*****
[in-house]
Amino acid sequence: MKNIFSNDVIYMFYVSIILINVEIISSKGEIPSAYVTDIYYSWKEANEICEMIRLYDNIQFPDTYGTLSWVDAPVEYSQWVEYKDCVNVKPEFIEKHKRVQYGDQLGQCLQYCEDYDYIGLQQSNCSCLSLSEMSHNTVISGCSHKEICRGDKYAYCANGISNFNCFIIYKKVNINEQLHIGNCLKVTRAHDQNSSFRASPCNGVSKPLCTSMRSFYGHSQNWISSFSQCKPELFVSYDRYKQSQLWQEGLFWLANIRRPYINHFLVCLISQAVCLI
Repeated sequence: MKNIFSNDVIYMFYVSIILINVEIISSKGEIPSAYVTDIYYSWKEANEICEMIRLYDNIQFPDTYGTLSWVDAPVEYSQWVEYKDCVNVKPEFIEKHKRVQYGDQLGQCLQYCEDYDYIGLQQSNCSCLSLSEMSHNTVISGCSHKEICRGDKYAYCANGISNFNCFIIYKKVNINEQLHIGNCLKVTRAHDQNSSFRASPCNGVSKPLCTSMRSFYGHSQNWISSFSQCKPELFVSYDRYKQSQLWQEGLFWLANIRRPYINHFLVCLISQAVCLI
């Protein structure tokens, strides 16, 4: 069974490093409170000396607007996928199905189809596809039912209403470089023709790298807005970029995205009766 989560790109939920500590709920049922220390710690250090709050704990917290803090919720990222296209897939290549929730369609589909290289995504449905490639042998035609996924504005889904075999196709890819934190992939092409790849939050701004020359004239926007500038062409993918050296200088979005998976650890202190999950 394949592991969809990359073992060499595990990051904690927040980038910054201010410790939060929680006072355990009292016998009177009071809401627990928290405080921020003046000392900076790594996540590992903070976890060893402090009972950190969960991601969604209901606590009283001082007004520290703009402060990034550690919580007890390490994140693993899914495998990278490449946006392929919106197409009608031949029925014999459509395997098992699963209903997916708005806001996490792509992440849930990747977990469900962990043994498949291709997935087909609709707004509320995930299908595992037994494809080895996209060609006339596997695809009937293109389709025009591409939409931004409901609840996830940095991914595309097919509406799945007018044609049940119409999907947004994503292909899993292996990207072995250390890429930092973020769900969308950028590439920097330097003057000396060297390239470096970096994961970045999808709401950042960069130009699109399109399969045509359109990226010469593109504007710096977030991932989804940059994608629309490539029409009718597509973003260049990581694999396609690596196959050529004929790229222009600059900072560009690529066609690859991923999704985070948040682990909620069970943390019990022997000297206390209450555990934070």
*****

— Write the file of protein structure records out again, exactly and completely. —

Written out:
[in-house]
Amino acid sequence: MKNIFSNDVIYMFYVSIILINVEIISSKGEIPSAYVTDIYYSWKEANEICEMIRLYDNIQFPDTYGTLSWVDAPVEYSQWVEYKDCVNVKPEFIEKHKRVQYGDQLGQCLQYCEDYDYIGLQQSNCSCLSLSEMSHNTVISGCSHKEICRGDKYAYCANGISNFNCFIIYKKVNINEQLHIGNCLKVTRAHDQNSSFRASPCNGVSKPLCTSMRSFYGHSQNWISSFSQCKPELFVSYDRYKQSQLWQEGLFWLANIRRPYINHFLVCLISQAVCLI
Repeated sequence: MKNIFSNDVIYMFYVSIILINVEIISSKGEIPSAYVTDIYYSWKEANEICEMIRLYDNIQFPDTYGTLSWVDAPVEYSQWVEYKDCVNVKPEFIEKHKRVQYGDQLGQCLQYCEDYDYIGLQQSNCSCLSLSEMSHNTVISGCSHKEICRGDKYAYCANGISNFNCFIIYKKVNINEQLHIGNCLKVTRAHDQNSSFRASPCNGVSKPLCTSMRSFYGHSQNWISSFSQCKPELFVSYDRYKQSQLWQEGLFWLANIRRPYINHFLVCLISQAVCLI
């Protein structure tokens, strides 16, 4: 069974490093409170000396607007996928199905189809596809039912209403470089023709790298807005970029995205009766 989560790109939920500590709920049922220390710690250090709050704990917290803090919720990222296209897939290549929730369609589909290289995504449905490639042998035609996924504005889904075999196709890819934190992939092409790849939050701004020359004239926007500038062409993918050296200088979005998976650890202190999950 394949592991969809990359073992060499595990990051904690927040980038910054201010410790939060929680006072355990009292016998009177009071809401627990928290405080921020003046000392900076790594996540590992903070976890060893402090009972950190969960991601969604209901606590009283001082007004520290703009402060990034550690919580007890390490994140693993899914495998990278490449946006392929919106197409009608031949029925014999459509395997098992699963209903997916708005806001996490792509992440849930990747977990469900962990043994498949291709997935087909609709707004509320995930299908595992037994494809080895996209060609006339596997695809009937293109389709025009591409939409931004409901609840996830940095991914595309097919509406799945007018044609049940119409999907947004994503292909899993292996990207072995250390890429930092973020769900969308950028590439920097330097003057000396060297390239470096970096994961970045999808709401950042960069130009699109399109399969045509359109990226010469593109504007710096977030991932989804940059994608629309490539029409009718597509973003260049990581694999396609690596196959050529004929790229222009600059900072560009690529066609690859991923999704985070948040682990909620069970943390019990022997000297206390209450555990934070």